Thursday, September 3, 2015
1012 C Street  •  Floresville, TX 78114  •  Phone: 830-216-4519  •  Fax: 830-393-3219  • 

WCN Site Search


Lost & Found


VideoStill missing: Long hair Chihuahua, near 3rd and Hwy. 97, Floresville, she is very missed. If you see her please call Jeri, 409-781-3191.
Lost: Small black/white tortoise shell cat, 1-1/2 years old, Aug. 8, Country Hills area, La Vernia, friendly, "Cinnamon" but responds to "Kitty," rhinestone collar w/bell, shots, spayed. Reward! 210-725-8082.

VideoLost: Shih Tzu, male, golden brown, from C.R. 320 in Floresville. If you have any information call 210-452-1829 or 832-292-3305.
More Lost & Found ads ›

Help Wanted

*Fair Housing notice. All help wanted advertising in this newspaper is subject to the Fair Housing Act which makes it illegal to advertise "any preference limitation or discrimination based on race, color, religion, sex, handicap, familial status, or national origin, or an intention, to make any such preference limitation or discrimination." This newspaper will not knowingly accept any advertising for help wanted ads, which is in violation of the law. Our readers are hereby informed that all dwellings advertised in this newspaper are available on an equal opportunity basis.
Seeking full-time/part-time individual to work at Little Bear Child Care Center, must have high school diploma or GED. Apply in person at 12992 Hwy. 87 West, La Vernia.
More Help Wanted ads ›

Featured Videos





Video Vault ›
You’ve been granted free access to this subscribers only article.

Agriculture Today


‘American Hoggers’ debuts Oct. 19 on A&E Channel




E-Mail this Story to a Friend
Print this Story
October 19, 2011 | 2,818 views | Post a comment

By Mike Barnett



It’s a typical day for a sounder of feral hogs in Central Texas. Two sows and their piglets root a coastal field, searching for food. An old boar wallows in what’s left of a dried-up tank. Others nap in the brush with thoughts of a PETA feral hog refuge or a Whataburger and fries dancing in their heads.

Suddenly, the pitched whine and grinding gears of a fast-approaching jeep pricks the hogs’ ears. Horses crash through the brush from the opposite direction. Dogs howl, dust billows, and fur flies as canines and hogs tangle. A rifle cracks and hogs scatter -- all but one, that is. Hog heaven calls.

Meet the Campbells, a feral hog’s worst nightmare. The family lives in Central Texas, they hunt and live-capture hogs for a living, and are stars of a new television show called “American Hoggers.” They will ply their trade at 9 p.m. in High Definition on the A&E Channel beginning on Wednesday, Oct. 19.

I don’t normally publicize television shows, especially when I’ve never seen them. But the trailer intrigues me. I love “Swamp People,” the show on the History Channel where Cajuns make a living hunting alligators for skin and meat.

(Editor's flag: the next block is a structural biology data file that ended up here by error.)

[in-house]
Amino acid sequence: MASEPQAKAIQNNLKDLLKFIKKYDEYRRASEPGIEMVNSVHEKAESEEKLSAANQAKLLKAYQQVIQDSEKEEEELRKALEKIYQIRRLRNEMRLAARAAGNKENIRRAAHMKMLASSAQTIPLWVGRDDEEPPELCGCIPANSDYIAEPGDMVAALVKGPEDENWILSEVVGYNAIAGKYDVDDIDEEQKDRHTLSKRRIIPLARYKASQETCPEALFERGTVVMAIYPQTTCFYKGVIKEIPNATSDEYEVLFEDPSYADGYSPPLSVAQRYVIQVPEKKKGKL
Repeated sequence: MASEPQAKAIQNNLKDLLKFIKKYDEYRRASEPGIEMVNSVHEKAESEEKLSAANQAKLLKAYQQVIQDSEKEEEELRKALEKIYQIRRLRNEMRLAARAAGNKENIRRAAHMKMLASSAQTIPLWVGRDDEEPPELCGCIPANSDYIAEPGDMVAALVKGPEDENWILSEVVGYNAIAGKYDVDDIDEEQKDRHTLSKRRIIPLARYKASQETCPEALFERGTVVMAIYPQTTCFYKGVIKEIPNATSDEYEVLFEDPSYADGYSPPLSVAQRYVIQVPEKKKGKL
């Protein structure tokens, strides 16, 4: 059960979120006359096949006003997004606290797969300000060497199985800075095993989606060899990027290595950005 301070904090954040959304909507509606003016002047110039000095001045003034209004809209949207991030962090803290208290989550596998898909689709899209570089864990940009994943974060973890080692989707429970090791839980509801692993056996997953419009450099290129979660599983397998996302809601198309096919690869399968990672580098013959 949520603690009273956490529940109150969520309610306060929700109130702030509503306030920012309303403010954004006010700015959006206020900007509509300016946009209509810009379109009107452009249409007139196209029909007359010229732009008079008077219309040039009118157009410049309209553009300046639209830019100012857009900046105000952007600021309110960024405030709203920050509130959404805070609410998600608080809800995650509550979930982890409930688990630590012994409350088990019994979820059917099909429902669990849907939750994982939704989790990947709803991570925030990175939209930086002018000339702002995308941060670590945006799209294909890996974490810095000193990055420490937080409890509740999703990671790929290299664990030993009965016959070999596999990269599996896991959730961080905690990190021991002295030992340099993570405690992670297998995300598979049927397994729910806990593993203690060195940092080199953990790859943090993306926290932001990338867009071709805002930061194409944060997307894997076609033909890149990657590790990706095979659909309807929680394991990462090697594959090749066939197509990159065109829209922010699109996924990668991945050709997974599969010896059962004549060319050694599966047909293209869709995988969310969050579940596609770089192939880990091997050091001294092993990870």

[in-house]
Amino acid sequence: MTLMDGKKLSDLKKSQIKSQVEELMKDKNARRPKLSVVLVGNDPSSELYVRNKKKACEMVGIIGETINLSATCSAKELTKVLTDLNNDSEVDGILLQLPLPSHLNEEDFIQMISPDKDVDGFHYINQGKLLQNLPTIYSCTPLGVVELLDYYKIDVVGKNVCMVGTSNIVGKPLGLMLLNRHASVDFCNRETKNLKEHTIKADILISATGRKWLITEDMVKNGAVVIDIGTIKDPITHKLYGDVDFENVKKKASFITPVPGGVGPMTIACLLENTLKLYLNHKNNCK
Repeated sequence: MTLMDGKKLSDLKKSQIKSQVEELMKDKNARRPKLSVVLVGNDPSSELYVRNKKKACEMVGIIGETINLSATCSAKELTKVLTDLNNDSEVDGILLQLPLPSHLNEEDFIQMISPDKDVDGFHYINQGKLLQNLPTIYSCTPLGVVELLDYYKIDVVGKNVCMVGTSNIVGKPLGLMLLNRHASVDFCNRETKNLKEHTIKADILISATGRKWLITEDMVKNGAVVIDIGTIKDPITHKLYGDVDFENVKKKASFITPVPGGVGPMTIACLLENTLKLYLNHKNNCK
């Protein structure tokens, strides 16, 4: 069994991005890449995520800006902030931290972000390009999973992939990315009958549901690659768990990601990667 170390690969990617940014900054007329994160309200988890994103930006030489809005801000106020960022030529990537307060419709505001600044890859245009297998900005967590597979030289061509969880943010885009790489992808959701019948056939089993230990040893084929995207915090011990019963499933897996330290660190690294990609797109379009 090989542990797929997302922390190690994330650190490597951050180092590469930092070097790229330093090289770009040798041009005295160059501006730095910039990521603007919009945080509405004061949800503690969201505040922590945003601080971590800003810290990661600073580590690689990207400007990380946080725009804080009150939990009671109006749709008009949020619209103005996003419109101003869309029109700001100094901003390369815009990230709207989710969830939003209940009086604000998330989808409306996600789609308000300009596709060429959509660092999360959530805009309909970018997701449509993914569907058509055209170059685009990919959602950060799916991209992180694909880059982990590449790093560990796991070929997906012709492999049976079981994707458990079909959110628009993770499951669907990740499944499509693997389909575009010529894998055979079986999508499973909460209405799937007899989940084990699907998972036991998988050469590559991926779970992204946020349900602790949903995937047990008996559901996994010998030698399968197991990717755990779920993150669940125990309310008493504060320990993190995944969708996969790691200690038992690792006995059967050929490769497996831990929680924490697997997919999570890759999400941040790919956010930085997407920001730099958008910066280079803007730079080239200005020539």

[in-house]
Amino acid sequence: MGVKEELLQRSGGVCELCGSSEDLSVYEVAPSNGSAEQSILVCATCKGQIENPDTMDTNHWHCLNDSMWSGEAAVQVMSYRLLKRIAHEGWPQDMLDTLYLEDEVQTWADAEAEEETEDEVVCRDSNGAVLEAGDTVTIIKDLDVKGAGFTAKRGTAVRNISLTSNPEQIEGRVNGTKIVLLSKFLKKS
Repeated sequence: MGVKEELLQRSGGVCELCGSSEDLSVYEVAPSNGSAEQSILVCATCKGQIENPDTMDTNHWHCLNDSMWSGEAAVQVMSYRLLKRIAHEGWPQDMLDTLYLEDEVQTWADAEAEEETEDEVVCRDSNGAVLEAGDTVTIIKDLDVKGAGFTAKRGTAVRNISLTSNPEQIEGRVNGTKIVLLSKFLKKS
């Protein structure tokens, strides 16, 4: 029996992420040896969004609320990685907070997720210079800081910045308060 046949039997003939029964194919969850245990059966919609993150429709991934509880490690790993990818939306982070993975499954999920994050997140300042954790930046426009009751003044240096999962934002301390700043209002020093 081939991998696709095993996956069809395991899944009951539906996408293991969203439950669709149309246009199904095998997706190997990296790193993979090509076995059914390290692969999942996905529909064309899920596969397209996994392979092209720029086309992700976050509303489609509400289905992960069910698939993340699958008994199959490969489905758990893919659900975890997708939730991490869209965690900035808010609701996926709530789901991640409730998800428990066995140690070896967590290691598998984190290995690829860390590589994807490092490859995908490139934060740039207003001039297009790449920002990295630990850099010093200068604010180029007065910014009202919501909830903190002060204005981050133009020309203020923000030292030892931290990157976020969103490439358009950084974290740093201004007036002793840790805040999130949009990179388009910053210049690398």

Why not rednecks hunting hogs in Central Texas?

The crusty, colorful family patriarch is Jerry Campbell, 64, who says he’s been hunting hogs since “Moby Dick was a sardine.” Then there is sassy, feisty Krystal (aka Krystal Pistol), 23, a former beauty queen who packs a pistol and can stick in the saddle like a tick on a dog. Rounding out the trio is Robert Hunter Campbell, 28, who is the level-headed peacekeeper in this fast-moving world of adrenaline and danger.

Some will criticize “American Hoggers” as crass, an exploitation of wild animals for entertainment. And certainly there’s an entertainment aspect to this show with the colorful characters and dramatization that is sure to occur. What I hope “American Hoggers” conveys is the truth about feral hogs -- that they are destructive and mean, overrunning the countryside, encroaching into cities, and causing millions of dollars in losses annually to farmers and ranchers in the Lone Star State.

Texans who are affected -- the numbers grow every year -- pretty much agree control is needed.

So why not prime time? Maybe it will spark both realization and action on this plague of pigs that is firmly entrenched in the Lone Star State.

Just to be on record, the show’s producers told me they live-capture the hogs unless the hogs are particularly aggressive.

Mike Barnett is the publications director for the Texas Farm Bureau.
 

Your Opinions and Comments


Be the first to comment on this story!


You must be logged in to post a comment.




Not a subscriber?
Subscriber, but no password?
Forgot password?

Agriculture Today Archives


Coupons ag-right
auto chooserDrama KidsTriple R DC ExpertsVoncille Bielefeld homeHeavenly Touch homeAllstate & McBride Realty

  Copyright © 2007-2015 Wilson County News. All rights reserved. Web development by Drewa Designs.